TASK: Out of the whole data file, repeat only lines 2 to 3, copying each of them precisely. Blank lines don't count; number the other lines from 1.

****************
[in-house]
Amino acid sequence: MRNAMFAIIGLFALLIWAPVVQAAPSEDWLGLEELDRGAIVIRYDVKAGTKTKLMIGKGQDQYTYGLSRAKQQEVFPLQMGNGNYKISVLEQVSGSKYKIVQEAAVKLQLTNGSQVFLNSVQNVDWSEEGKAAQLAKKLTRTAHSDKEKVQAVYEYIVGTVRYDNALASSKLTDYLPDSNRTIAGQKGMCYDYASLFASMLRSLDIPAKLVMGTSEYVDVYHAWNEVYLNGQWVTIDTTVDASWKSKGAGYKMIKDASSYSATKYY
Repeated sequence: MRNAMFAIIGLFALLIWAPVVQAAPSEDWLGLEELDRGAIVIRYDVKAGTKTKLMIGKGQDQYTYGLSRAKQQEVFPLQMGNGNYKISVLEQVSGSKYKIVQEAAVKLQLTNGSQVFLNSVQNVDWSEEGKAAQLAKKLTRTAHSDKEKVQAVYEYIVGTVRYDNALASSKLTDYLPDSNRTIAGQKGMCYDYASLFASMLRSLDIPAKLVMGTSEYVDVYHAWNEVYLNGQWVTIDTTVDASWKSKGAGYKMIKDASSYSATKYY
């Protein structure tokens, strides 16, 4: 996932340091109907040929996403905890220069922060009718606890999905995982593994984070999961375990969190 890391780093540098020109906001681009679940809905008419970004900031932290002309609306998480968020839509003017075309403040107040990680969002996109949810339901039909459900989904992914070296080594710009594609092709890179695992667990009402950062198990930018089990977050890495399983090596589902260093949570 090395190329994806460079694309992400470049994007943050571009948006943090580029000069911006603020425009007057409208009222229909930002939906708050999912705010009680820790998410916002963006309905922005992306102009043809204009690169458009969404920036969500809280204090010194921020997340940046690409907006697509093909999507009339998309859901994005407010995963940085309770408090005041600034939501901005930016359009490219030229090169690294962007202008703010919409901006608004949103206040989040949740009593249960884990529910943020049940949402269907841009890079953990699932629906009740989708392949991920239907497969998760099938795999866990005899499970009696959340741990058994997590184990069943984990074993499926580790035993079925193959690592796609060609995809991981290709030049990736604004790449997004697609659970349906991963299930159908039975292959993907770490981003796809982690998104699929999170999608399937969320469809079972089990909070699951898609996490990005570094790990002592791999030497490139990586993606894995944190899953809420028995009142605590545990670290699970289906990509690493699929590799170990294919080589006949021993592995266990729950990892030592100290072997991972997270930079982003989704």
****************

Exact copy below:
Amino acid sequence: MRNAMFAIIGLFALLIWAPVVQAAPSEDWLGLEELDRGAIVIRYDVKAGTKTKLMIGKGQDQYTYGLSRAKQQEVFPLQMGNGNYKISVLEQVSGSKYKIVQEAAVKLQLTNGSQVFLNSVQNVDWSEEGKAAQLAKKLTRTAHSDKEKVQAVYEYIVGTVRYDNALASSKLTDYLPDSNRTIAGQKGMCYDYASLFASMLRSLDIPAKLVMGTSEYVDVYHAWNEVYLNGQWVTIDTTVDASWKSKGAGYKMIKDASSYSATKYY
Repeated sequence: MRNAMFAIIGLFALLIWAPVVQAAPSEDWLGLEELDRGAIVIRYDVKAGTKTKLMIGKGQDQYTYGLSRAKQQEVFPLQMGNGNYKISVLEQVSGSKYKIVQEAAVKLQLTNGSQVFLNSVQNVDWSEEGKAAQLAKKLTRTAHSDKEKVQAVYEYIVGTVRYDNALASSKLTDYLPDSNRTIAGQKGMCYDYASLFASMLRSLDIPAKLVMGTSEYVDVYHAWNEVYLNGQWVTIDTTVDASWKSKGAGYKMIKDASSYSATKYY